Hi Tom,

One thing you overlooked is the experimenting with subscription models
(Rhapsody, etc.) and ad-supported models (SpiralFrog, et al.).  When Napster
first hit, everyone and their mother was advocating either or as a way to
get people to pay for digital downloads.  Today, the first is a footnote and
the second one is a total failure.


On Thu, Apr 22, 2010 at 6:14 AM, Tom Fine <[log in to unmask]>wrote:

> Just got an e-mail from Deutsche Grammophon's DG Web Shop online store that
> they are moving into
> Universal's company-owned online store system, moving away from the 3rd
> party operator who had
> handled the store backroom and fulfillment operations. I interpret this as
> proof that Universal has
> become comfortable with selling downloads directly to consumers, cutting
> out the middleman. This is
> probably necessary for survival as the CD format dies off. If a download
> song can only be sold for
> 99 cents, and most songs don't get downloaded very often (the "long tail"),
> then the smart music
> megaglomerate must capture as much of that 99 cents as possible. Paying
> Apple or Amazon a large
> percentage to handle marketing and backroom doesn't produce enough cash to
> justify the
> megaglomerate's existence. My bet is, going forward, iTunes store and
> Amazon will lose most of the
> major-label content or will have to take a much-reduced cut of sales, with
> most of the pie returning
> to the copyright owner. In the case of Amazon, an argument can be made that
>  it costs less to
> provide a download service than to pay people to warehouse and ship CD's,
> so therefore the copyright
> owner is due a better cut -- unknown whether this will wash with the
> business-savvy Amazon.
> Which makes me wonder -- perhaps someone who owns or works for a music
> label on-list can answer
> this -- does Amazon take the same percentage for digital downloads as for
> physical CD's? Someone
> told me, years ago, that the markup on CD's is about double, so the label
> gets about half the retail
> price. This might have changed, because I think I heard this during the
> collusion years when CD
> prices were higher. I think I read somewhere early in the iTunes days that
> Apple takes a 1/3 cut for
> iTunes downloads, maybe more.
> Anyway, it's interesting (to me at least) how far the market has evolved
> since iTunes hit the scene.
> 1. phase one - MP3 downloads were unsanctioned by the copyright owners, and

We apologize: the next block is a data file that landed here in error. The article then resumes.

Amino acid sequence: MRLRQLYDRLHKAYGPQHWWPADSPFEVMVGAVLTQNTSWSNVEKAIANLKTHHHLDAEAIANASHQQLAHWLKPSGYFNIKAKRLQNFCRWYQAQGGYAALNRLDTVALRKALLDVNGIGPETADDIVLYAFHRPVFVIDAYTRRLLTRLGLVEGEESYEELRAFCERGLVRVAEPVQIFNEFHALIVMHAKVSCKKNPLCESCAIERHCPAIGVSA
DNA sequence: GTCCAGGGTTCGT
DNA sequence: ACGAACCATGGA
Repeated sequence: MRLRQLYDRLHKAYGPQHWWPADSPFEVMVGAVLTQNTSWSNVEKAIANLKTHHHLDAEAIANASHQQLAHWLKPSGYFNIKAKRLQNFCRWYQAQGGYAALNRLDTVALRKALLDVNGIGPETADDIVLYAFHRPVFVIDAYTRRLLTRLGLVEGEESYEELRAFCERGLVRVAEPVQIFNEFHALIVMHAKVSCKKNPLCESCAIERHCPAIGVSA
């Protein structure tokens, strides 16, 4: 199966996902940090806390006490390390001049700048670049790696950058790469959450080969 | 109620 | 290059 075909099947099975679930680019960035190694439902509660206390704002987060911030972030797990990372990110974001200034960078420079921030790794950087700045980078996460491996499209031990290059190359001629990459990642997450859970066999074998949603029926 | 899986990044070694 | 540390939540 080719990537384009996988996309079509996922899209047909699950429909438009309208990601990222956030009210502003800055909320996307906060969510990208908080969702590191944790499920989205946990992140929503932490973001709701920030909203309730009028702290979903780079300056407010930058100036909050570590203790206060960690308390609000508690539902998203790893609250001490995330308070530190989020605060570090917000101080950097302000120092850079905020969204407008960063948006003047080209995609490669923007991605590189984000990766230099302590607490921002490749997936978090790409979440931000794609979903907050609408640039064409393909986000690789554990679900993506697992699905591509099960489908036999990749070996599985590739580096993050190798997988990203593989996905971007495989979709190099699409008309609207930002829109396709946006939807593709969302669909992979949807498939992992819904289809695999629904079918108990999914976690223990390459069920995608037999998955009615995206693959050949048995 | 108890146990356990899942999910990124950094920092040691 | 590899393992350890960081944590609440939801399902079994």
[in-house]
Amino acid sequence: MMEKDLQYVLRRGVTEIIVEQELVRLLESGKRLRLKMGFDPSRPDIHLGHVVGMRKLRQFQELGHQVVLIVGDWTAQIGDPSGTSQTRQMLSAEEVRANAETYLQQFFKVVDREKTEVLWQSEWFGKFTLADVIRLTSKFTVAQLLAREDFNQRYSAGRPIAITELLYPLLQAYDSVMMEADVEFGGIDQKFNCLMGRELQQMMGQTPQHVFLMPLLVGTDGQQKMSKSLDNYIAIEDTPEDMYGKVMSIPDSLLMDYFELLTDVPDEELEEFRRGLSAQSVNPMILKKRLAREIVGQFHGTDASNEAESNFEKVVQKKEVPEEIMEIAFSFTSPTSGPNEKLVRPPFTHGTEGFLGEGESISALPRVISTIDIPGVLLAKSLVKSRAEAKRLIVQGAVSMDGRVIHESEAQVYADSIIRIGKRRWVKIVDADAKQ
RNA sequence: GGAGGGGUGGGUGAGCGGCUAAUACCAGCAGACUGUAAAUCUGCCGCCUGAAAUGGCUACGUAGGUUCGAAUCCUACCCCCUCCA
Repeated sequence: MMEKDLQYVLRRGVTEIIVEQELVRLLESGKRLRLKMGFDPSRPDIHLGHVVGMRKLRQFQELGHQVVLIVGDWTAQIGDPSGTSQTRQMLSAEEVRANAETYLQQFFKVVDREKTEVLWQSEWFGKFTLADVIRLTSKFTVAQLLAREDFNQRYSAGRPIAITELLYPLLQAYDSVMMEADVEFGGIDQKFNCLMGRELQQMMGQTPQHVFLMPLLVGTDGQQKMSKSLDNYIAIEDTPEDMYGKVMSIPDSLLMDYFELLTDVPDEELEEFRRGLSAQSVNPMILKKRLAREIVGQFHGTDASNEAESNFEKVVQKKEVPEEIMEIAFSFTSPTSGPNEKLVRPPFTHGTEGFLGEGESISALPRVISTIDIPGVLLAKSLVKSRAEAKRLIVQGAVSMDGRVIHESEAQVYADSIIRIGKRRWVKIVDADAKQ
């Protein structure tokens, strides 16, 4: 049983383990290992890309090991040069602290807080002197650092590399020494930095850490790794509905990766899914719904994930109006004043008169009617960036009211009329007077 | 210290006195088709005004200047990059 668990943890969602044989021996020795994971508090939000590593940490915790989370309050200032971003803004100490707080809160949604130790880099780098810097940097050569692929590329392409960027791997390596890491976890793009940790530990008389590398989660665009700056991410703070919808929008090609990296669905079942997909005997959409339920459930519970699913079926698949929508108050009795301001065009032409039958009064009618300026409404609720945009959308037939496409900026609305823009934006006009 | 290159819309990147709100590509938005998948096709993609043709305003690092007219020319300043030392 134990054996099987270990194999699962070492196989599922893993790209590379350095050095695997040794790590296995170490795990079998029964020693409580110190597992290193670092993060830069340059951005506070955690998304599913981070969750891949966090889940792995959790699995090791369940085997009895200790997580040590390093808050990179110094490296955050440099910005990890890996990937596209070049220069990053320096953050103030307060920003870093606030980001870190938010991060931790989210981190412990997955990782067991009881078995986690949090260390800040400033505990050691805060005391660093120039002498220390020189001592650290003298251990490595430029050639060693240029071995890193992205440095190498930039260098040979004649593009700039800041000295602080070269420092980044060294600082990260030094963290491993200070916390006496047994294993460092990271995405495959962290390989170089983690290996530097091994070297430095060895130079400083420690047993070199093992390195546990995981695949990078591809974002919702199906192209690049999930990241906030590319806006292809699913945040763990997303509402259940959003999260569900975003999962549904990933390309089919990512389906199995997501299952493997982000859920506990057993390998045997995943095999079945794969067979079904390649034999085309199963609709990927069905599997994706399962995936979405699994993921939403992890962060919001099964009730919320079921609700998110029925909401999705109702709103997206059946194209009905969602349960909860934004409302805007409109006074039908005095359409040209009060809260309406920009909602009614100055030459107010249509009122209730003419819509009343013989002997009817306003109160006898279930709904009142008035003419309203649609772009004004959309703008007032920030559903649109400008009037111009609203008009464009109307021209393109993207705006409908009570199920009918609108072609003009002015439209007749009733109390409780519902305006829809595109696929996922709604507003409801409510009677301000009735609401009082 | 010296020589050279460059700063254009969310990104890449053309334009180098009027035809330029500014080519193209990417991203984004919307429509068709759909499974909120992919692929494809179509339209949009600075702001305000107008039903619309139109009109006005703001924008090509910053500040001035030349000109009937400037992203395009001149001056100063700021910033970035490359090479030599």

> almost all were piracy,
> the Napster heyday.
> 2. phase two - Napster shut down, crackdown on consumers, DRM formats,
> eMusic and other small
> operations emerge offering legit downloads of DRM-free MP3, but not from
> Universal, Sony or Warner.
> Content mainly from Fantasy Group and smaller labels.
> 3. phase three - iTunes hits the scene, complete with distribution deals
> with most major labels,
> everyone on board soon after. Original format is DRM proprietary and very
> lossy, but evolves to
> DRM-free less-lossy Apple proprietary format. Amazon soon joins the party
> with DRM-free less-lossy
> MP3 downloads, usually for less money than iTunes when priced on a
> whole-album basis. There is much
> overlap between Apple, Amazon and eMusic, but not 100%, and some eMusic
> downloads are still very
> lossy (not upgraded from original 128kbps offerings).
> 4. phase four - the labels dip their toes into selling directly or at least
> directing consumers
> directly to download sites. I would assume this coincides with the death of
> brick and morter retail
> stores, so labels no longer have to worry about teeing off distributors and
> rack-jobbers.
> Universal/Verve was early with this, with the Verve Vault website where you
> could click and buy the
> out-of-print albums right from iTunes. Other models are like DGG's, where
> consumers can buy
> high-bitrate MP3 directly from the company's website. Smaller labels got
> early into offering
> downlaods direct to consumers, sometimes including booklet materials, and I
> now notice that some
> small labels like Daptone are offering FLAC downloads of full CD resolution
> at a decent discount to
> buying the physical CD. This makes total sense for anyone who doesn't own
> CD plants -- the margin is
> probably better than paying to have CD's made and then distributing and
> holding inventory.
> 5. phase five - around the same time as phase four, a niche market emerges
> for better-than-CD
> resolution PCM downloads. HDTracks and Linn, plus some others, are first in
> this market. Pricing is
> comparable to suggested retail for SACD. My bet is that this absorbs the
> SACD niche as the physical
> format submerges.
> I think the end of 5" optical discs is inevitable, but it will be a slow
> fadeout. Also, it seems
> obvious that there's a lot of excess inventory in warehouses and in the
> retail pipeline, so it will
> take years for most titles to completely disappear (much less time for
> popular titles). Also, it
> will probably make sense for megahits to be issued on CD for quite some
> time. I think the back
> catalog stuff is definitely headed out of print, though.
> One man's analysis ...
> -- Tom Fine